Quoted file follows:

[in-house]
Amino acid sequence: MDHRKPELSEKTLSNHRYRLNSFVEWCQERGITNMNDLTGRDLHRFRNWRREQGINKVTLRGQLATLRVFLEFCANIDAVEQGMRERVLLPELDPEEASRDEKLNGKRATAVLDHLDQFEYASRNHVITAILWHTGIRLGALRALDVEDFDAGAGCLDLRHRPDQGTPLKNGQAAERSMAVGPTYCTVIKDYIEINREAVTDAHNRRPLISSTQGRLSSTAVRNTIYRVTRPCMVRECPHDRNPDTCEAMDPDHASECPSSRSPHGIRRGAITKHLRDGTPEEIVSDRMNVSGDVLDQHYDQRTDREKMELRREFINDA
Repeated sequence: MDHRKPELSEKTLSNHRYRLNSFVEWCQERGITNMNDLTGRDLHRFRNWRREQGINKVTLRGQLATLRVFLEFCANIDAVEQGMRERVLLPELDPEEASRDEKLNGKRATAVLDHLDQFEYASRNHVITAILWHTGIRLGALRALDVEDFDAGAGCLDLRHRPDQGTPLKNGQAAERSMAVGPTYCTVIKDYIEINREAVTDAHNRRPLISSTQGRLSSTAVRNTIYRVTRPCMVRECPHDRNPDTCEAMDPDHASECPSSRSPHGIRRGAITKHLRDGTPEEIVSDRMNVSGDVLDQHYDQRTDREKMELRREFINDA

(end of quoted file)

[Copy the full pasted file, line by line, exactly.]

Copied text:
[in-house]
Amino acid sequence: MDHRKPELSEKTLSNHRYRLNSFVEWCQERGITNMNDLTGRDLHRFRNWRREQGINKVTLRGQLATLRVFLEFCANIDAVEQGMRERVLLPELDPEEASRDEKLNGKRATAVLDHLDQFEYASRNHVITAILWHTGIRLGALRALDVEDFDAGAGCLDLRHRPDQGTPLKNGQAAERSMAVGPTYCTVIKDYIEINREAVTDAHNRRPLISSTQGRLSSTAVRNTIYRVTRPCMVRECPHDRNPDTCEAMDPDHASECPSSRSPHGIRRGAITKHLRDGTPEEIVSDRMNVSGDVLDQHYDQRTDREKMELRREFINDA
Repeated sequence: MDHRKPELSEKTLSNHRYRLNSFVEWCQERGITNMNDLTGRDLHRFRNWRREQGINKVTLRGQLATLRVFLEFCANIDAVEQGMRERVLLPELDPEEASRDEKLNGKRATAVLDHLDQFEYASRNHVITAILWHTGIRLGALRALDVEDFDAGAGCLDLRHRPDQGTPLKNGQAAERSMAVGPTYCTVIKDYIEINREAVTDAHNRRPLISSTQGRLSSTAVRNTIYRVTRPCMVRECPHDRNPDTCEAMDPDHASECPSSRSPHGIRRGAITKHLRDGTPEEIVSDRMNVSGDVLDQHYDQRTDREKMELRREFINDA